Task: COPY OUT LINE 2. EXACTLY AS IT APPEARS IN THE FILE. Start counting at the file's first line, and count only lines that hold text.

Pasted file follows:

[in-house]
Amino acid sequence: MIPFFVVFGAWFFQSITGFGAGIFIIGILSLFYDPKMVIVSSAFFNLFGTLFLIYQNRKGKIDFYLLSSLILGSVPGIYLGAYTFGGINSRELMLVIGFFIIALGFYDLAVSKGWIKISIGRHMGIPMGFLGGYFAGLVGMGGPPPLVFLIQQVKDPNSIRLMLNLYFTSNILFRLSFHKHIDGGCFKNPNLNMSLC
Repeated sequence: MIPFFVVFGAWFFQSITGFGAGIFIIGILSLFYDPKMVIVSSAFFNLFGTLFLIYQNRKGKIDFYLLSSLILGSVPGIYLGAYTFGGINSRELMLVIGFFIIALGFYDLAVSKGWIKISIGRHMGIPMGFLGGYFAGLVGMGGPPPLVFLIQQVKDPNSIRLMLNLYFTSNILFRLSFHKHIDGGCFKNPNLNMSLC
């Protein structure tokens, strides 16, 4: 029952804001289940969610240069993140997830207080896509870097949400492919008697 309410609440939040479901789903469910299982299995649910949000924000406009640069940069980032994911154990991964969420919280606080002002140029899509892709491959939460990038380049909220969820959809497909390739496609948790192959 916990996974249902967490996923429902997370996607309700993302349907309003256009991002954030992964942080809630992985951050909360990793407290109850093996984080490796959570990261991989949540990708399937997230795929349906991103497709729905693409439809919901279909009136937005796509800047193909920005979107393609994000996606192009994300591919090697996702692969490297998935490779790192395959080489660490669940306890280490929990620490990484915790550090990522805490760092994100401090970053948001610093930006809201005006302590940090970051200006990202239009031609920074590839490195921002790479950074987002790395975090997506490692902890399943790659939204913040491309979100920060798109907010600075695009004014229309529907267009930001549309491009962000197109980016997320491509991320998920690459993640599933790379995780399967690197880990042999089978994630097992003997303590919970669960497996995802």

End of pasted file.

Amino acid sequence: MIPFFVVFGAWFFQSITGFGAGIFIIGILSLFYDPKMVIVSSAFFNLFGTLFLIYQNRKGKIDFYLLSSLILGSVPGIYLGAYTFGGINSRELMLVIGFFIIALGFYDLAVSKGWIKISIGRHMGIPMGFLGGYFAGLVGMGGPPPLVFLIQQVKDPNSIRLMLNLYFTSNILFRLSFHKHIDGGCFKNPNLNMSLC